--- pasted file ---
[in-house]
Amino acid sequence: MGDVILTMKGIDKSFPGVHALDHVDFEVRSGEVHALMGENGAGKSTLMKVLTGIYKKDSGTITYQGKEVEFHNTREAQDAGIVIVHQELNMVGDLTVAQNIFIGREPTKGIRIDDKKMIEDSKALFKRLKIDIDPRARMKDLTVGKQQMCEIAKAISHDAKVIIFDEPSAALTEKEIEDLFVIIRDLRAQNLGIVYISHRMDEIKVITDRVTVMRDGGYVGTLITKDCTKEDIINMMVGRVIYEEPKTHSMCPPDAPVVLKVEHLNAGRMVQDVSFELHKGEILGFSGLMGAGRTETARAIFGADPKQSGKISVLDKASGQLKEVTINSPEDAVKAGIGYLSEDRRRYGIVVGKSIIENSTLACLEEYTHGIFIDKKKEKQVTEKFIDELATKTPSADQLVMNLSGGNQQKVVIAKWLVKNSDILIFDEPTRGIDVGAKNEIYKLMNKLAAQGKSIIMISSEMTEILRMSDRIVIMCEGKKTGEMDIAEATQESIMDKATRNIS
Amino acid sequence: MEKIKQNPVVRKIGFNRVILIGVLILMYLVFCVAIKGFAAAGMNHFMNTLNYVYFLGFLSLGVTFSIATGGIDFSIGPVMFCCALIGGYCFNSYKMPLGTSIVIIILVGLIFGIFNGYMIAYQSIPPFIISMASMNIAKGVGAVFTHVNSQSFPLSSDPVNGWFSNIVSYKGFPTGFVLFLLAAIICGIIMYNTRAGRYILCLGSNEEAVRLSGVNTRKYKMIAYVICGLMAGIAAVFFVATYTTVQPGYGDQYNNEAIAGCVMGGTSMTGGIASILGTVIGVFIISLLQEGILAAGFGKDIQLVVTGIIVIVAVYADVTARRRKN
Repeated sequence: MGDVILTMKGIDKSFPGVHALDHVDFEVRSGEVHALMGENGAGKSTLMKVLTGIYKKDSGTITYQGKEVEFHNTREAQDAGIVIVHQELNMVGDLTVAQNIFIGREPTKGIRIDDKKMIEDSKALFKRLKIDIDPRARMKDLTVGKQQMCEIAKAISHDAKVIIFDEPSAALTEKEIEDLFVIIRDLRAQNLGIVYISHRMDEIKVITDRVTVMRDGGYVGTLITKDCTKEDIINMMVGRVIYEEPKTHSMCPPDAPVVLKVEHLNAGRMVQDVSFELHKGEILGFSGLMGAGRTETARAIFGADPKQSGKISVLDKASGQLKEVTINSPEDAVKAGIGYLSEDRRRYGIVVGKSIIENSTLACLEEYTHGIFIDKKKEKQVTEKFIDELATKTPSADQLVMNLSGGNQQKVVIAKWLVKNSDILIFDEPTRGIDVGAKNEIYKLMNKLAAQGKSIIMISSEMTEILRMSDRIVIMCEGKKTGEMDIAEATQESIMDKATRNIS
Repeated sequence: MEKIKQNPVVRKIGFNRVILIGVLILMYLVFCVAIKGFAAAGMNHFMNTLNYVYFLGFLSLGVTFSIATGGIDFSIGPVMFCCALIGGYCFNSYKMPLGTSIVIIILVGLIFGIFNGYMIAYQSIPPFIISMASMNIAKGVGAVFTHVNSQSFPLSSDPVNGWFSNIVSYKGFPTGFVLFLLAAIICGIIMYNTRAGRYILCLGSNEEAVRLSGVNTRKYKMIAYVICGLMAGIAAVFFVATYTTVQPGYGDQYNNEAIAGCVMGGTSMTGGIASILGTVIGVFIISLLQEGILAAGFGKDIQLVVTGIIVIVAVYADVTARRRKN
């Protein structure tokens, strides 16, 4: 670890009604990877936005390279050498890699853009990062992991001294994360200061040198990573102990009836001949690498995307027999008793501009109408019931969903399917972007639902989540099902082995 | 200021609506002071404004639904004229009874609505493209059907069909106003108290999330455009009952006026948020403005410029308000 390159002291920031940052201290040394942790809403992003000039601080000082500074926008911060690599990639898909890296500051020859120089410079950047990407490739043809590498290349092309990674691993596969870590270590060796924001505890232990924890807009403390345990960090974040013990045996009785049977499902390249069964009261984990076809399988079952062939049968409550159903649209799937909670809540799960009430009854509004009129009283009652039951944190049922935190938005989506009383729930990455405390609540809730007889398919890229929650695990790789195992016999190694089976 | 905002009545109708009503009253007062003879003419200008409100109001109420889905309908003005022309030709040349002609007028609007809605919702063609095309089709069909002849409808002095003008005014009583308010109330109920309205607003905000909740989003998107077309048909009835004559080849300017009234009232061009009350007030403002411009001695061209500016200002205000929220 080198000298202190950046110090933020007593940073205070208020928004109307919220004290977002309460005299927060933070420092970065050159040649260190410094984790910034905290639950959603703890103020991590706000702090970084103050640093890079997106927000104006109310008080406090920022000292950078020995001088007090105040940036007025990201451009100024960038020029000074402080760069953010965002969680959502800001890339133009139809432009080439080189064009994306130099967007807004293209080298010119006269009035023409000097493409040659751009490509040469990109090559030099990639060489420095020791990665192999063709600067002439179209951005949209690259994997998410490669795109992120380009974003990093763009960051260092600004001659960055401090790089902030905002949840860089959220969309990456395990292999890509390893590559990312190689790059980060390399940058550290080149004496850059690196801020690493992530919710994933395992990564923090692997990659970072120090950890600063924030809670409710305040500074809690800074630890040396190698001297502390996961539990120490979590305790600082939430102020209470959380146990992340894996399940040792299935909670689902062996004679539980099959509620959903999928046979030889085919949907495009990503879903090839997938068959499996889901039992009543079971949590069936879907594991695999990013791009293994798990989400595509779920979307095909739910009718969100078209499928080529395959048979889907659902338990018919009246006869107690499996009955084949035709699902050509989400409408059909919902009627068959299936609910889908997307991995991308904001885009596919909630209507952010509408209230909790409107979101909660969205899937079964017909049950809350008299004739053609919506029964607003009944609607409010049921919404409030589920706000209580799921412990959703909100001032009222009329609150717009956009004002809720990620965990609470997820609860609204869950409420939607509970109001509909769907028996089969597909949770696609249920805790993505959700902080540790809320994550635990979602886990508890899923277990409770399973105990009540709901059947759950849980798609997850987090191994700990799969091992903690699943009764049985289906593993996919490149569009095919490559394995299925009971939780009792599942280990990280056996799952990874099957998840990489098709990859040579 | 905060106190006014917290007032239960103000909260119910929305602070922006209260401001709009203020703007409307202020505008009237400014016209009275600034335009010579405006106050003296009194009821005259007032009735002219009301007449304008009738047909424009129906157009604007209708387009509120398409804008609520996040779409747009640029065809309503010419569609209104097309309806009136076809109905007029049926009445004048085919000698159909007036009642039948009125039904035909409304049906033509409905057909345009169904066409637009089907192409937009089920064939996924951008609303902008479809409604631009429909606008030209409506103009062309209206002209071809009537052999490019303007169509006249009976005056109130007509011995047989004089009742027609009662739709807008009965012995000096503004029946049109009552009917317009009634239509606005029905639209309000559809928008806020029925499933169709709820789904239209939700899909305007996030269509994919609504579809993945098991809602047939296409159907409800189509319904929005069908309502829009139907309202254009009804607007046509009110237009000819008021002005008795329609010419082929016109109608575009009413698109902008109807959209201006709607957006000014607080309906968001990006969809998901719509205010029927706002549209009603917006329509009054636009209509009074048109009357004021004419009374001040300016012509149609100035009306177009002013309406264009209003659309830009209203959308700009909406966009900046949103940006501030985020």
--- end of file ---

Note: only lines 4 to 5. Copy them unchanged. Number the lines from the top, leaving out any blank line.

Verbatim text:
Repeated sequence: MGDVILTMKGIDKSFPGVHALDHVDFEVRSGEVHALMGENGAGKSTLMKVLTGIYKKDSGTITYQGKEVEFHNTREAQDAGIVIVHQELNMVGDLTVAQNIFIGREPTKGIRIDDKKMIEDSKALFKRLKIDIDPRARMKDLTVGKQQMCEIAKAISHDAKVIIFDEPSAALTEKEIEDLFVIIRDLRAQNLGIVYISHRMDEIKVITDRVTVMRDGGYVGTLITKDCTKEDIINMMVGRVIYEEPKTHSMCPPDAPVVLKVEHLNAGRMVQDVSFELHKGEILGFSGLMGAGRTETARAIFGADPKQSGKISVLDKASGQLKEVTINSPEDAVKAGIGYLSEDRRRYGIVVGKSIIENSTLACLEEYTHGIFIDKKKEKQVTEKFIDELATKTPSADQLVMNLSGGNQQKVVIAKWLVKNSDILIFDEPTRGIDVGAKNEIYKLMNKLAAQGKSIIMISSEMTEILRMSDRIVIMCEGKKTGEMDIAEATQESIMDKATRNIS
Repeated sequence: MEKIKQNPVVRKIGFNRVILIGVLILMYLVFCVAIKGFAAAGMNHFMNTLNYVYFLGFLSLGVTFSIATGGIDFSIGPVMFCCALIGGYCFNSYKMPLGTSIVIIILVGLIFGIFNGYMIAYQSIPPFIISMASMNIAKGVGAVFTHVNSQSFPLSSDPVNGWFSNIVSYKGFPTGFVLFLLAAIICGIIMYNTRAGRYILCLGSNEEAVRLSGVNTRKYKMIAYVICGLMAGIAAVFFVATYTTVQPGYGDQYNNEAIAGCVMGGTSMTGGIASILGTVIGVFIISLLQEGILAAGFGKDIQLVVTGIIVIVAVYADVTARRRKN